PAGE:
Well meaning people with great intentions can ruin a home’s aesthetic appeal. This 1853 mill worker’s home in Newtown Square witnessed the Civil War, the Great Depression, the heroics of the greatest generation, and sadly, some really misguided efforts to “historically restore” it in recent decades.
While a large walk-in fireplace would have been built into a colonial-era kitchen, it would not have been tacked onto to the exterior of a “parlor” in the 1850’s as the previous owner had done. One does not have to be a connoisseur of historic preservation to see that something is just wrong in these before photos.
Our client recognized early on, with the assistance of Richard Buchanan of Archer & Buchanan Architecture, that their home needed to find its original voice. Thoroughly understanding how people from yesteryear lived and used their homes, they began the process of re-imagining it. So, off came the chimney that had been tacked on the outside, a window was added, and a new chimney rebuilt into their existing home to better radiate its warmth – just as it would have done almost two hundred years ago. The results are stunning…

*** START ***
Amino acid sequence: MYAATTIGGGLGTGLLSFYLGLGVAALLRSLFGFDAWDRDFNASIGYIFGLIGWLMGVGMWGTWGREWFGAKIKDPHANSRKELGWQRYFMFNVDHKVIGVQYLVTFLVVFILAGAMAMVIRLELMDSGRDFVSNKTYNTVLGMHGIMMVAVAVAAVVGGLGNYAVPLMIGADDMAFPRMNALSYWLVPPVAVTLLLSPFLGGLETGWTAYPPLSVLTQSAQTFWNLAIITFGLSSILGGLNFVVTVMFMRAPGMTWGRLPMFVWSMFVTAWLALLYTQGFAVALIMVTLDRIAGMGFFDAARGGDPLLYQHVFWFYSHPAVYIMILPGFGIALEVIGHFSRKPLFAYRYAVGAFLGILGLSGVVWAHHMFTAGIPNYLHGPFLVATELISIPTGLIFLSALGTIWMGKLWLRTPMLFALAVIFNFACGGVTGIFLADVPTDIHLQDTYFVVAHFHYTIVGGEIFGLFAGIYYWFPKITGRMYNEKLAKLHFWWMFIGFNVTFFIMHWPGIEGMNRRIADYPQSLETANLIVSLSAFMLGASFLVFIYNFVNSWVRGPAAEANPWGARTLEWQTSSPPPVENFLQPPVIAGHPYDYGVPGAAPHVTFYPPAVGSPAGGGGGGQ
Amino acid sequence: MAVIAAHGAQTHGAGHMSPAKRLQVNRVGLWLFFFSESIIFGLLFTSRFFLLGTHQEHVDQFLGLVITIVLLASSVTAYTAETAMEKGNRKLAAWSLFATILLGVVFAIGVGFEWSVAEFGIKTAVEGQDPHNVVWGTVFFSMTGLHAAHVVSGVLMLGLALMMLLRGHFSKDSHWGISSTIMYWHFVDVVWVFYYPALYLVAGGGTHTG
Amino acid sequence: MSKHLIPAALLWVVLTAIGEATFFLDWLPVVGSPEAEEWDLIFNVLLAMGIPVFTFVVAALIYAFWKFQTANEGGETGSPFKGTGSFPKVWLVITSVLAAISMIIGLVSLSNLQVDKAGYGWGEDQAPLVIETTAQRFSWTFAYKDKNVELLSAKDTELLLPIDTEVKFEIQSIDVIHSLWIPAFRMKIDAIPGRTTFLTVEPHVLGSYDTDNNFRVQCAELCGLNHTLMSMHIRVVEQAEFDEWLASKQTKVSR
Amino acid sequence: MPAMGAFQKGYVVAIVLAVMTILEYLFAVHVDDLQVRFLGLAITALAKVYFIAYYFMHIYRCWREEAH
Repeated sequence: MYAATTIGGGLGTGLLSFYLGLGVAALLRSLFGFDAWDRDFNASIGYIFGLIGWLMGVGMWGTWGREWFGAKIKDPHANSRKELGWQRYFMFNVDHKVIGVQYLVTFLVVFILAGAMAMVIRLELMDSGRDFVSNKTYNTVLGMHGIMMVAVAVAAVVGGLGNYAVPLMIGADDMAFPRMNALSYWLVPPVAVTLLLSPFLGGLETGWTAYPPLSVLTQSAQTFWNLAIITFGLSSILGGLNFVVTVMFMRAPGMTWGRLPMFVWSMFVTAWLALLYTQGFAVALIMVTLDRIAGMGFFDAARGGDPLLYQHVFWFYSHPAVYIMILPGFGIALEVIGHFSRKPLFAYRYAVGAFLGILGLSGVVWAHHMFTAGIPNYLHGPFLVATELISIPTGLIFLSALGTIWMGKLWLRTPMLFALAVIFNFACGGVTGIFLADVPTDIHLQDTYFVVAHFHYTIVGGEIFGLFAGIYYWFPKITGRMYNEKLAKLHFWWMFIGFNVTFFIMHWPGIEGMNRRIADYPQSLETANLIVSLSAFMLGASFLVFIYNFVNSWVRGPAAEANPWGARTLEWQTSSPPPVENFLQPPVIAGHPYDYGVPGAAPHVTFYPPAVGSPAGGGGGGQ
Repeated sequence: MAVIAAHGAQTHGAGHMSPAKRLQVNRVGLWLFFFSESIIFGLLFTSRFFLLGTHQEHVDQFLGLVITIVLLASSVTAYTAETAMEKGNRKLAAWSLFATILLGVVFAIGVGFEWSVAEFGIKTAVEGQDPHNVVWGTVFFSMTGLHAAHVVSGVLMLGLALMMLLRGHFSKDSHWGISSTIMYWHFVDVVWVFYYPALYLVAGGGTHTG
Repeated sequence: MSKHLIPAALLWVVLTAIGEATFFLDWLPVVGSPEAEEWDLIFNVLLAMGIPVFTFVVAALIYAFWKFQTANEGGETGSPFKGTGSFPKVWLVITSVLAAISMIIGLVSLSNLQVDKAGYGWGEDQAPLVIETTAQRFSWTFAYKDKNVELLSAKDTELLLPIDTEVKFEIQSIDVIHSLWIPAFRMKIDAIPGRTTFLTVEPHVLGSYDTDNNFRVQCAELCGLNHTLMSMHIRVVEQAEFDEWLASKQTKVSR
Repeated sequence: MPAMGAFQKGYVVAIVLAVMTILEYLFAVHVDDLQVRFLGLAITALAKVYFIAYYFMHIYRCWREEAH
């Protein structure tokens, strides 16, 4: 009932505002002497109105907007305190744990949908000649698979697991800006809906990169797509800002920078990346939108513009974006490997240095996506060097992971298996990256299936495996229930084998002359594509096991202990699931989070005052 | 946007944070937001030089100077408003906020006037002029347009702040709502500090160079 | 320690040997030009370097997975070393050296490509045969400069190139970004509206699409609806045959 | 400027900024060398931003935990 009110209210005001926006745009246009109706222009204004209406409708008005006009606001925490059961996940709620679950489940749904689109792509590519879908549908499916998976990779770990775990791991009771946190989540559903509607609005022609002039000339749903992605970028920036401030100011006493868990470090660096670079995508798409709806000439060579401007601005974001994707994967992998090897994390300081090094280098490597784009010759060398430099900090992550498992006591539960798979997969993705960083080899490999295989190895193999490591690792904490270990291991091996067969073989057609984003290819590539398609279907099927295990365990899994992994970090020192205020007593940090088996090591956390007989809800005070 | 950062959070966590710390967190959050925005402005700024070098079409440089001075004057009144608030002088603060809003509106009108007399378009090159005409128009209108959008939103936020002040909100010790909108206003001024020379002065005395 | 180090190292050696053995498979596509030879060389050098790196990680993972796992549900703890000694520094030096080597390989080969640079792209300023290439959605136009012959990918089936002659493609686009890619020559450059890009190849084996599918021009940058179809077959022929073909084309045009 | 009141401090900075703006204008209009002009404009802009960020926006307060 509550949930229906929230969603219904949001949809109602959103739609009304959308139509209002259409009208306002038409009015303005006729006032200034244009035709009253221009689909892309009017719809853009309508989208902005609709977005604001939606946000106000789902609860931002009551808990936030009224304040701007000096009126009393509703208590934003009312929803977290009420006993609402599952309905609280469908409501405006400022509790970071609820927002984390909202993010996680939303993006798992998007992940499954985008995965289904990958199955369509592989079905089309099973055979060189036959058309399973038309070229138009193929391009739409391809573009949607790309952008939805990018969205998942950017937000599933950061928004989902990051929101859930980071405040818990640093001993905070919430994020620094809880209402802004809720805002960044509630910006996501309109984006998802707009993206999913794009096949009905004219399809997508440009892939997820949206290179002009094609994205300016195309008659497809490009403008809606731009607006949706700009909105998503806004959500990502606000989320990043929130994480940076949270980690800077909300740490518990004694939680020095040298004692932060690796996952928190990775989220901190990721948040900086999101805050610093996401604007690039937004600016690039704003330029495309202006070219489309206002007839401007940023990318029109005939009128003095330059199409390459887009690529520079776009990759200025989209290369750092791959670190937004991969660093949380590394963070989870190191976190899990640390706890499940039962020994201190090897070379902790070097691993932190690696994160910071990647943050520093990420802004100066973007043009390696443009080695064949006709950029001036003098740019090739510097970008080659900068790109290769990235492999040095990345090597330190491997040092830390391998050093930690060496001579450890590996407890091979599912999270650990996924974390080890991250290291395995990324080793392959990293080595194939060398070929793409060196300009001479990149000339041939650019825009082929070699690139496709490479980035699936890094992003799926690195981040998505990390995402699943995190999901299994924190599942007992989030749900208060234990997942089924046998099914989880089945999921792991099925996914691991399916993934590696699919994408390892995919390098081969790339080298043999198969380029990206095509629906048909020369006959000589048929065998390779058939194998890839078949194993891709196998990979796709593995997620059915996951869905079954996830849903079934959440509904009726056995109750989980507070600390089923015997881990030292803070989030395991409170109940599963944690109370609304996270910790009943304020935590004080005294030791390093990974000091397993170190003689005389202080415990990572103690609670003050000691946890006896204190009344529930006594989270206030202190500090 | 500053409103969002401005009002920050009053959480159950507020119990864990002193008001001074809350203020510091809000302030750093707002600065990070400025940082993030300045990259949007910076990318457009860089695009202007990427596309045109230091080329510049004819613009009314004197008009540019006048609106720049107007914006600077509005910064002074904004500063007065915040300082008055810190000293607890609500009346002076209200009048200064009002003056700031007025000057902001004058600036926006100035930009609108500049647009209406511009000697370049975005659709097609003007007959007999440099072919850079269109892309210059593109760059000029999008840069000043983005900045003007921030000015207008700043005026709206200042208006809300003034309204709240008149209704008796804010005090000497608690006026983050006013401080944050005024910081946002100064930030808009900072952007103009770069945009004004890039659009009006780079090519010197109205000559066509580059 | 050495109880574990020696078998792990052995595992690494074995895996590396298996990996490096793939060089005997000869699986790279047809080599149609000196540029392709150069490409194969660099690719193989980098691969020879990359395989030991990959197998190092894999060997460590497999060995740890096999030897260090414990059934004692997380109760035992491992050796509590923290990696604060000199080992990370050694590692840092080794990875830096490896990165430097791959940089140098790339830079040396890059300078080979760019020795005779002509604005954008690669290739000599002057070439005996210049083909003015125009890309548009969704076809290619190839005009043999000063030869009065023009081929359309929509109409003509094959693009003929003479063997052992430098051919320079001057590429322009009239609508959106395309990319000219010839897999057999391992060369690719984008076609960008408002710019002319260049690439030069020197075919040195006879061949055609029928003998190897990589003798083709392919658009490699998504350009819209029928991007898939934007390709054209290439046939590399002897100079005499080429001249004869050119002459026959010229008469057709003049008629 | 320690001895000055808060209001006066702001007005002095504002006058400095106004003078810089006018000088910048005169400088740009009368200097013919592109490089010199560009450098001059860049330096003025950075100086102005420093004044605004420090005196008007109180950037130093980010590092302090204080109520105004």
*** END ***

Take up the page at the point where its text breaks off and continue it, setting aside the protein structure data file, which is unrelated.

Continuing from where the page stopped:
Of course between the “Before” and the pretty “After” photos, found in our portfolio, there are a few intermediate steps…
Down comes the “tacked on” chimney from a 1970’s renovation project and the owner and architect select a pointing style for the stone from a test section prepared by the mason.
With the stucco removed, the carpenters can begin repairing the problems it previously concealed. In this photo, Gary is installing a new frame for a window that was not sized properly.
Here’s when the 1970’s chimney was completely demolished. A channel of stone was gouged out from the 1st floor of the home through the peak of the 3rd floor gable. Notice the new chimney firebox under construction and the red chimney flue rising.
The opening has been made in the wall to accommodate a window to the right of the fireplace inside and you can also see the reclaimed Herringbone brick pattern in the hearth. Meanwhile the finishing touches are added to the chimney outside.
At what point do you just give up? A two-hundred-year-old structure had been in the family for many years, standing vacant for 12 years prior to our involvement. Assessing the initial condition, we all committed to forge ahead – uniting classic processes and materials with new ones to make theView Field Note